3) Be scrupulously open and honest. This goes with the first point about not being greedy, don’t try and claim for things which aren’t real, dont claim your bike was a £2000.00 Trek when it was a £50.00 mongrel, and dont say you have whiplash if you just bent your finger back. Don’t say anything you can’t demonstrate is true, and don’t try to con anyone, as it’s wrong, and you will probably get caught. If the accident was your own flippin’ fault – then dont try and blame someone else either, that isnt fair.

4) Confirm that any compensation to be paid in respect of injury is in line with the guidelines set out by the Judicial Studies Board. Just writing to the insurers to say this should show them that you know what is expected of them, and will hopefully mean they wont try and fob you off with a fiver for a broken arm. To explain compensation for a moment – you need to understand that there are three ways in which it will be paid: a) your bike or skateboard , clothing or whatever else was damaged in your accident should be replaced – they should pay you the replacement value. b) any lost work should be compensated, you will need to demonstrate that you have lost money, they will want paperwork for this. c) you are entitled to be compensated for any injuries – guidelines for how much you should be paid are set out by the JSB, but you should understand that if like me you have two injuries, or more, then its not like a shopping list, the full price doesnt get added on with each injury, because in each case there is an amount for emotional disturbance included, and this would not be doubled just because you hurt your nose AND your toe.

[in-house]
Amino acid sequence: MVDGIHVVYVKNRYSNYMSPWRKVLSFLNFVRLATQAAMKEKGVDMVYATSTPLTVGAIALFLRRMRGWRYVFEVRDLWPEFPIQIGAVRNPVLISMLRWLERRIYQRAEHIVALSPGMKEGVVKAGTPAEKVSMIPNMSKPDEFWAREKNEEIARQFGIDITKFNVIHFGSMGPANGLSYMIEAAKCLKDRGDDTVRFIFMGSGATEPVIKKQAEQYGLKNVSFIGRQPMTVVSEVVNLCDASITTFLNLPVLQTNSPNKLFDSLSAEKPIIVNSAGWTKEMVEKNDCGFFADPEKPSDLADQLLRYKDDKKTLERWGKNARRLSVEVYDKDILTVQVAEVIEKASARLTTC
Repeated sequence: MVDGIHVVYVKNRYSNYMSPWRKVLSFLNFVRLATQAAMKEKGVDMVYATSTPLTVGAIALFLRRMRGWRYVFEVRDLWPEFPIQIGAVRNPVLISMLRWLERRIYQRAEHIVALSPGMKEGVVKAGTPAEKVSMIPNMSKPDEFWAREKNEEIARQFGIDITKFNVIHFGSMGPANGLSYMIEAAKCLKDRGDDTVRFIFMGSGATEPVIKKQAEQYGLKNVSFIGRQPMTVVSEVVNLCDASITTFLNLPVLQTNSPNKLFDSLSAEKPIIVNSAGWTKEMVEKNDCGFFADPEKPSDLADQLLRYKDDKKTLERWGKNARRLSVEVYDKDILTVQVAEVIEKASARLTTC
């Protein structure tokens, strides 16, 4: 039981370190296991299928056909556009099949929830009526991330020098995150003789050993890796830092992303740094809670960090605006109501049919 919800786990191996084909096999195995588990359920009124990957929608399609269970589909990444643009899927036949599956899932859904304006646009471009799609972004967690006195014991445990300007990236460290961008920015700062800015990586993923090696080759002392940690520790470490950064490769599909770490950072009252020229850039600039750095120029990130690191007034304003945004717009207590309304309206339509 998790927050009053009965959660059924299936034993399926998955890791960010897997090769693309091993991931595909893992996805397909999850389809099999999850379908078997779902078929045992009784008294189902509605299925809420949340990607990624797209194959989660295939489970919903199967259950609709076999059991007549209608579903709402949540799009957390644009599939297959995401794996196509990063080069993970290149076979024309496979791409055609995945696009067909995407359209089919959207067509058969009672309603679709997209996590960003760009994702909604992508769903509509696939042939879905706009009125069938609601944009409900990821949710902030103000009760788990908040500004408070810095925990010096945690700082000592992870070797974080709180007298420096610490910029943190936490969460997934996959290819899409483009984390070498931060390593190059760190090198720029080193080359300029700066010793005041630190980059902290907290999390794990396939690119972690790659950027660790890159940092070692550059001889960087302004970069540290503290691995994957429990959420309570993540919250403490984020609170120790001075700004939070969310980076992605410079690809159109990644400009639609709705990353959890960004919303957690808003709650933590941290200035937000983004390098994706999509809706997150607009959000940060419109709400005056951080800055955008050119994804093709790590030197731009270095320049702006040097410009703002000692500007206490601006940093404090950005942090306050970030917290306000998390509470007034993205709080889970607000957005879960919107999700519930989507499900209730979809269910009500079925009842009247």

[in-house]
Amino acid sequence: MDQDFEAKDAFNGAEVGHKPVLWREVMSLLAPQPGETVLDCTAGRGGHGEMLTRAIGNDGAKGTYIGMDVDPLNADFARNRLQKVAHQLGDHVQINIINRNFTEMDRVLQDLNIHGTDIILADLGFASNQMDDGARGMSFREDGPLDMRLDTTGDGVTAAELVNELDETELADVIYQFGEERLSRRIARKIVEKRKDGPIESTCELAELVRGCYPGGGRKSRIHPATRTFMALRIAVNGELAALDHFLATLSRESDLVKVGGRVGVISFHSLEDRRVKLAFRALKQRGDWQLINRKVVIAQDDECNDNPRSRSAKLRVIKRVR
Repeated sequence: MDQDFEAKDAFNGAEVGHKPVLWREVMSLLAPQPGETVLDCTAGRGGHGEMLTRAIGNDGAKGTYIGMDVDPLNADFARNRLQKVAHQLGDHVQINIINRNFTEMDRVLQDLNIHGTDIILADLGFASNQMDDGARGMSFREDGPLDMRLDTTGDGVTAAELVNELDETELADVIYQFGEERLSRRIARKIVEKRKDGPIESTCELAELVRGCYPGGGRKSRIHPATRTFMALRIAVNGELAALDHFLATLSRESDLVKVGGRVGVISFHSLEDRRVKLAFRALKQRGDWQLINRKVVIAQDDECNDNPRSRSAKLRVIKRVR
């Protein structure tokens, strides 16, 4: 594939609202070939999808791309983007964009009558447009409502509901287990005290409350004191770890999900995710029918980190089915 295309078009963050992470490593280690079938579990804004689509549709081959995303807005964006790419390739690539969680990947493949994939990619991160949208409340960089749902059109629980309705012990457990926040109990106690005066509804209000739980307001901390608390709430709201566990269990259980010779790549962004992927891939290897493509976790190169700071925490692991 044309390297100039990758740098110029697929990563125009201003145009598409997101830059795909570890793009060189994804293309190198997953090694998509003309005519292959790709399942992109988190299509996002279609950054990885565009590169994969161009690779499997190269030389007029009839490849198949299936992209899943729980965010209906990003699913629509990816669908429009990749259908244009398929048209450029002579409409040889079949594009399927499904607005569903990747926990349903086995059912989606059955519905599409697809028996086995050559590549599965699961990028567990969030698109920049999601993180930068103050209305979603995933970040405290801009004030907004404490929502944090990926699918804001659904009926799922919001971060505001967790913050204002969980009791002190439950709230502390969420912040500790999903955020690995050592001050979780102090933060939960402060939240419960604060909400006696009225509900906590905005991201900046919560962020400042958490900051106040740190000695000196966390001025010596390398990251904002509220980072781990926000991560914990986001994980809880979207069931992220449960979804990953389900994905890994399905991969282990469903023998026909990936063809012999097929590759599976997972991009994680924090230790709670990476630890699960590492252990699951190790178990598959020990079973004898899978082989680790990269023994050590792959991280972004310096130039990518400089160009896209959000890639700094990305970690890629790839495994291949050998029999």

If you do these things, and nag the insurance company to make sure they havent forgotten about you, then they should treat you properly, and the whole thing can be sorted out amicably between you and the insurer concerned. That way we avoid making lawyers even richer, and help keep down the insurance premiums for everyone.

 

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5 thoughts on “How to deal with an insurance company, without resorting to legal action

  1. Sounds like a result, but not entirely clear how you avoided increasing insurance premiums – I’m sure it will be marked down as an accident on the lady’s insurance, in which case surely she will lose her no claims?

    1. I’m working on the basis that massive legal fees are a cost now factored into insurance premiums, because everyone chooses to sue, rather than deal direct with insurance companies in the case of an accident. By opting out of the suing culture, we choose not to bump up everyone’s premiums accordingly. Yes the lady will probably lose her no claims, but we dont have insurance to collect no claims bonuses, we have it to protect us all when/if there is an accident.